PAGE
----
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International Airborne Geophysics Safety Association

GPX Surveys is a member and supporter of IAGSA and operates in accordance with a stringent prescriptive safety management system.

Case Studies

Airborne electromagnetics in Pilbara manganese exploration - a case study

Airborne electromagnetic methods have been used for manganese exploration in parts of the Pilbara since 2002 when the first Hoistem survey was flown for Pilbara Manganese. A XTEM survey was commissioned by Montezuma Mining to test the effectiveness of the technique in a new manganese province near Kumarina, WA.

A series of test lines was flown over areas of known manganese ore deposits and revealed a successful correlation between the electromagnetic conductors and the known manganese zones. In addition the test lines revealed new zones of conductivity where traces of manganese had been found but not yet drilled. Based on the preliminary results the complete Butcherbird tenement was flown in December 2010.

The survey successfully mapped the extent of the known manganese zones and assisted in the identification and mapping of several new targets which were subsequently drilled and found to bear manganese oxide. The shape of the EM anomaly maps the resource outline and the strength of the EM signal correlates strongly with the grade of the resource.

The final powerpoint presentation that was delivered at Australian Society of Exploration Geophysicists Conference 2012 (Brisbane) is available for download here as a PDF.

Airborne electromagnetics for water exploration

Byro Sub-basin hydrogeophysical investigation – a case study combining airborne EM, aeromagnetics and geophysical drillhole measurements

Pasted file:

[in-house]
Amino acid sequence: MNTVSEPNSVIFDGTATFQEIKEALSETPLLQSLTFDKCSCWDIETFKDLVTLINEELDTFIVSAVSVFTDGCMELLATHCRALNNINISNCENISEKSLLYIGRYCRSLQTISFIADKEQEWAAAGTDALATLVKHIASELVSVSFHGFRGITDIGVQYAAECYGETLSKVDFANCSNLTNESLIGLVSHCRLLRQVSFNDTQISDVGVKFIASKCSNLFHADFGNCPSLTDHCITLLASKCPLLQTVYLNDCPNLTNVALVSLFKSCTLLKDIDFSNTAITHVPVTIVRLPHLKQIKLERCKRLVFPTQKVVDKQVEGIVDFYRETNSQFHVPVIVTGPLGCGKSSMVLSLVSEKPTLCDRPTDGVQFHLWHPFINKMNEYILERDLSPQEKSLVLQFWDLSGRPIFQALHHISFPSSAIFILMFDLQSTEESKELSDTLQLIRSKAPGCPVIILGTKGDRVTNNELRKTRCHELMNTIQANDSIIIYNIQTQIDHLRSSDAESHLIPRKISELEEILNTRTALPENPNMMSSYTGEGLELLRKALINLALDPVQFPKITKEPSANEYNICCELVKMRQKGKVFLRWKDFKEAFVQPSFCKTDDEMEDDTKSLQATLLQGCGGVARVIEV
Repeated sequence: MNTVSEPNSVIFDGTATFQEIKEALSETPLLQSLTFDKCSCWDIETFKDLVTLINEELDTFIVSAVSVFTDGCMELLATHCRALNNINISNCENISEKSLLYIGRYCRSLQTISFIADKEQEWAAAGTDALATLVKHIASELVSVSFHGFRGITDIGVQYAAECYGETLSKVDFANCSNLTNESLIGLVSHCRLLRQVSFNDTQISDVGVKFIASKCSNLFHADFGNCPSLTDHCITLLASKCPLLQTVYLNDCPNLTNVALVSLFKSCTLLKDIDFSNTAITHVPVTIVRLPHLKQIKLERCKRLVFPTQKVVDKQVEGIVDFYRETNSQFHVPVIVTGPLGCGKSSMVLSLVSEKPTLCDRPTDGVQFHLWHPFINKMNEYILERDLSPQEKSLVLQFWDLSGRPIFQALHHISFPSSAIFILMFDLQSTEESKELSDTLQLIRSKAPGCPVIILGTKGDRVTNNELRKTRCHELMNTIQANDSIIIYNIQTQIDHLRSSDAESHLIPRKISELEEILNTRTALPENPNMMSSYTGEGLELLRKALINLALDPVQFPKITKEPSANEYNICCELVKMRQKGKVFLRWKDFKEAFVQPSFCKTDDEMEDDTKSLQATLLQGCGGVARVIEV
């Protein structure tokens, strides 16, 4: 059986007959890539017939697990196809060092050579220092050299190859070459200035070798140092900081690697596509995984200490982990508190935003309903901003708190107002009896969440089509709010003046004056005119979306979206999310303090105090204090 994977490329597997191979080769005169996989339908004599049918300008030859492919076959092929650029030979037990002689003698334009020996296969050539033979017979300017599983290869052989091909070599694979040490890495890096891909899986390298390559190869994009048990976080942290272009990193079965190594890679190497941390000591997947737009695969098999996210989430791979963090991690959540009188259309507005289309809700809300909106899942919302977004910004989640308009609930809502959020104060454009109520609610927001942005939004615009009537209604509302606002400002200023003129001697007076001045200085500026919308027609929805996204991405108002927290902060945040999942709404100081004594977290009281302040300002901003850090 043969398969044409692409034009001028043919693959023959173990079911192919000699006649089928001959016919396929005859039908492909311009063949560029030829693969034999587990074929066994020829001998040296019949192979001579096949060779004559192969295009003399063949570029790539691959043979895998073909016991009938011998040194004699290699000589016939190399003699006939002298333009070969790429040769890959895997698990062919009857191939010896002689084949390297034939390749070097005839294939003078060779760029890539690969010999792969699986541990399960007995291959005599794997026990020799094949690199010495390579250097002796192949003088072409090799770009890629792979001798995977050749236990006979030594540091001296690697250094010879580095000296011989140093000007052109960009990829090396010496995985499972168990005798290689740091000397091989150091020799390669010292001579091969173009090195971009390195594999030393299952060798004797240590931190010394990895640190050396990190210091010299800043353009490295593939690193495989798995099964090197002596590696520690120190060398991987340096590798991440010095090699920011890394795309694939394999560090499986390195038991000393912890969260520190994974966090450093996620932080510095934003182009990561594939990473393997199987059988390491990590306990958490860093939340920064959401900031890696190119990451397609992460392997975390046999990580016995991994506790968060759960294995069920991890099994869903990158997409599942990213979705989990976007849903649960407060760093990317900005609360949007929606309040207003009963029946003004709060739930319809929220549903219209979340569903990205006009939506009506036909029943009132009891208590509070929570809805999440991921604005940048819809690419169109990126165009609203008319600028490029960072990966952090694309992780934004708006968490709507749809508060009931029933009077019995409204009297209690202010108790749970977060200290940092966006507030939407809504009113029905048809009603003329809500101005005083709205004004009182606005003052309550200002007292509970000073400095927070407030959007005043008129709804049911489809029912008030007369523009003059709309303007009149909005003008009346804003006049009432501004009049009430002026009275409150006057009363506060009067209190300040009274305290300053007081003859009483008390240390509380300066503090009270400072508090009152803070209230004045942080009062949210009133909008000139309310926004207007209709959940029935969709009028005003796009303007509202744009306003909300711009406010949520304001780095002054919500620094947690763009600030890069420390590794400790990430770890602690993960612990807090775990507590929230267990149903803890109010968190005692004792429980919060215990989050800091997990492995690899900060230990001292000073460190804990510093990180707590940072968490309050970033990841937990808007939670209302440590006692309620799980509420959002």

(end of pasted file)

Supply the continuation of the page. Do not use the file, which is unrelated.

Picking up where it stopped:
GPX Surveys was commissioned to fly 2612 line kms of Helicopter time-domain electromagnetics (EM) using their XTEM system, over a groundwater exploration area in the Byro sub-basin, south of Gascoyne Junction. The objective of the survey was to determine the capabilities of the XTEM system with respect to mapping the conductivity variation of the different sedimentary units, to see if the XTEM EM data could define the aquifer horizon and to try and use the XTEM EM data to map the salinity in the region.

The XTEM system was selected for the project due to its characteristically high vertical and spatial resolution. The high bandwidth and square waveform allows XTEM to be a good mapping system for the objectives of this type of survey.

A series of test lines were flown over geophysical boreholes in May 2011 and revealed a successful correlation between the geology, layered conductivity and the generated Conductivity Depth Images (CDI’s). The EM data from the test lines were interpreted in the field at the completion of the acquisition flight. The decision was made based on these results to continue flying and complete a larger survey over the entire block. The survey was performed across the strike of the major syncline, with variable line spacings between 1 – 4km.

The survey successfully mapped the extent of the known conductive units within the depth-of-investigation and allowed a layered earth model to be produced. This was further constrained by inverting magnetics data and allowing for geophysical borehole measurements and geological observations to be integrated.

Work was also done to combine measured salinity information from bores in the region with the modelled XTEM conductivities and structure, resulting in modelled salinity distributions for the major geological units.

The results proved that the XTEM EM data can be used as a tool to verify the regional conceptual model where little data was available basin wide and map potential recharge zones on the flanks of the syncline.

The final powerpoint presentation that was delivered at the CSIRO Workshop "Groundwater Resource Assessment in Western Australia - The role of airborne hydrogeophysical methods", Perth, 22 February 2012 is available for download here as a PDF.